I’ve experienced this temptation in my ministry now that we are gathering again, masked, spaced two meters apart, and singing muffled songs. I can look back to even a year ago, to our wonderful Christmas celebration when our sanctuary was filling up, and there was feeling of palpable joy: a moment of God’s blessing, but one that I could easily idolize now that times are tough.
And more broadly, many of us serving in struggling congregations can look back to the influential past of our parish or even our diocese, and reflect wistfully on the good old days, when people simply came to church unbidden, when folks tithed as a matter of course, when our churches thrived seemingly without effort.
Priests might be especially tempted to idealize God’s passed blessings now, when acedia is so rampant, and our isolation has contributed to what Jonathan L. Zecher describes as “a strange combination of listlessness, undirected anxiety, and inability to concentrate.” It’s hard to focus on the vision of our ministry when the future is uncertain, and this restlessness can often send us looking back to the past.
When he was grieving the loss of his wife, Joy, C.S. Lewis noted that he did not want only reminiscences about her, just like he did not want only memories of God. These images were not sufficient. For Lewis, the antidote to worshiping the goodness of God in the past is a renewed encounter with God himself. We cannot be content with what God has done, or our experiences with him, but we must continually encounter Jesus.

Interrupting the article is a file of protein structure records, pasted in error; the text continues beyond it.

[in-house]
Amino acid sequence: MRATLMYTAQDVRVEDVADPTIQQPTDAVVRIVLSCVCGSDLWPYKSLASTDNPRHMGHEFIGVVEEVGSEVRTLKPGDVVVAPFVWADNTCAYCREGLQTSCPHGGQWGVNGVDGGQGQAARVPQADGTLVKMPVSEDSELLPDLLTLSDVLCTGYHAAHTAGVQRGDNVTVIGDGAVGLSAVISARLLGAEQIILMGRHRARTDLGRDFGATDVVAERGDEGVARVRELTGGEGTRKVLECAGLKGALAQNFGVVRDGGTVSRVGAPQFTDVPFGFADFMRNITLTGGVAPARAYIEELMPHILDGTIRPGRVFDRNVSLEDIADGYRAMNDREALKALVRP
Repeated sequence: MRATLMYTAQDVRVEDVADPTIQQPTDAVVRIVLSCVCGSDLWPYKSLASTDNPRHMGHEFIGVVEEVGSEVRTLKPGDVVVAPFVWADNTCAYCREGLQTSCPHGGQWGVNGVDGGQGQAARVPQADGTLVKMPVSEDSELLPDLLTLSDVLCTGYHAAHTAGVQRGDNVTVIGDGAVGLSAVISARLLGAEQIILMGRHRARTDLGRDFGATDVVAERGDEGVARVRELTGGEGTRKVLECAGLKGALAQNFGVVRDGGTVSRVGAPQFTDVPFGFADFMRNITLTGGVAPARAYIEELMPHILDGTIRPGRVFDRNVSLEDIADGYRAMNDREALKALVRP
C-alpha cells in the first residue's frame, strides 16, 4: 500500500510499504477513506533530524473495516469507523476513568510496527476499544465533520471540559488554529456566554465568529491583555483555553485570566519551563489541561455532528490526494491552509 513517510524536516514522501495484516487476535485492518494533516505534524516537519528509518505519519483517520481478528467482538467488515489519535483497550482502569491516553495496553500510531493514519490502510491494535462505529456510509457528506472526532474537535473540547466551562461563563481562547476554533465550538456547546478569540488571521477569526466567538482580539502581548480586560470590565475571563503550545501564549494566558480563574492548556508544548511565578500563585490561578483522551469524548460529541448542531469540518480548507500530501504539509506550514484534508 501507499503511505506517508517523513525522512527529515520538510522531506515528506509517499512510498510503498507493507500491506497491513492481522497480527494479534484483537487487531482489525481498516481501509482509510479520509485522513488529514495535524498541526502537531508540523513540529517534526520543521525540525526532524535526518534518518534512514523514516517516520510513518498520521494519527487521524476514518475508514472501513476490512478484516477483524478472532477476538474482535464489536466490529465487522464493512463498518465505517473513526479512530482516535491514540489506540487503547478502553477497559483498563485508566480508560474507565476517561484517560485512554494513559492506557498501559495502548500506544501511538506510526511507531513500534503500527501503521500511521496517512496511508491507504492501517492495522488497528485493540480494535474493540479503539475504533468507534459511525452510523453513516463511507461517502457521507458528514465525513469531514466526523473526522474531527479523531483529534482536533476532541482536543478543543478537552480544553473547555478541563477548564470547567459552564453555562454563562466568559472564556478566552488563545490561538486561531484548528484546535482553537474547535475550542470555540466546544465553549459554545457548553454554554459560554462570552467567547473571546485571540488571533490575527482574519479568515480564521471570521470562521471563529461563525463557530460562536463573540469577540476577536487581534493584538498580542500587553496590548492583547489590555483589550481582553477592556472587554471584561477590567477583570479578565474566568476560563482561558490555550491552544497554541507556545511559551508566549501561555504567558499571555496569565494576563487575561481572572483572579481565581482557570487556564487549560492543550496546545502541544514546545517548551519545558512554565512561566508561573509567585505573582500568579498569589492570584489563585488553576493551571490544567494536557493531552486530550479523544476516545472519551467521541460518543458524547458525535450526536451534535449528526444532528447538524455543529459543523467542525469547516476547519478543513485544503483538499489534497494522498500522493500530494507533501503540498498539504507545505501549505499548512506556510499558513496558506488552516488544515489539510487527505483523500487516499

Or, as Fleming Rutledge put it in Advent: The Once and Future Coming of Jesus Christ, “The church can’t survive on sentiment and nostalgia. … We need to face up to the horrors of the twentieth century and the apparent chaos and randomness of life and then see if we can still say ‘Jesus is Lord!’”
That is, to be a Christian, and to be a priest more specifically, one must be willing to gaze at the world as it is and still cling to hope in Jesus Christ.
We know that our memories can be easily distorted in many ways. But the good news for priests is that our hope is not built on our memories of what God has done, but on the objectivity of God’s revelation in Christ — his cross, his resurrection, and his ascension. Moreover, our hope is built on our continuing relationship with God mediated to us in the sacraments.
Besides, we often can ignore the difficult parts of ministry when the going gets tough in the present, forgetting the pain, the struggle, and the testing that accompanied the very real movements of God. The Israelites idolized the bronze serpent, but perhaps they forgot the reason for its necessity, namely their murmuring against the Lord.
Furthermore, as pastors we have work to do. It is true that our rhythms and practices have changed because of the pandemic, but the essence of our vocation has not. We serve God, who does not change, and this means we serve the work he has given us. We do serve our congregations, but we serve them only in a secondary sense, after we are first serving God.
However fuzzy today may be, and however ideal the past may seem, pastors have a vocation to see beyond God’s good providence to God himself, remembering that our work is directed to him alone, that he is with us even now, and he will be our hope.
The Rev. Dr. Cole Hartin is assistant curate at St. Luke’s in Saint John, New Brunswick, Canada.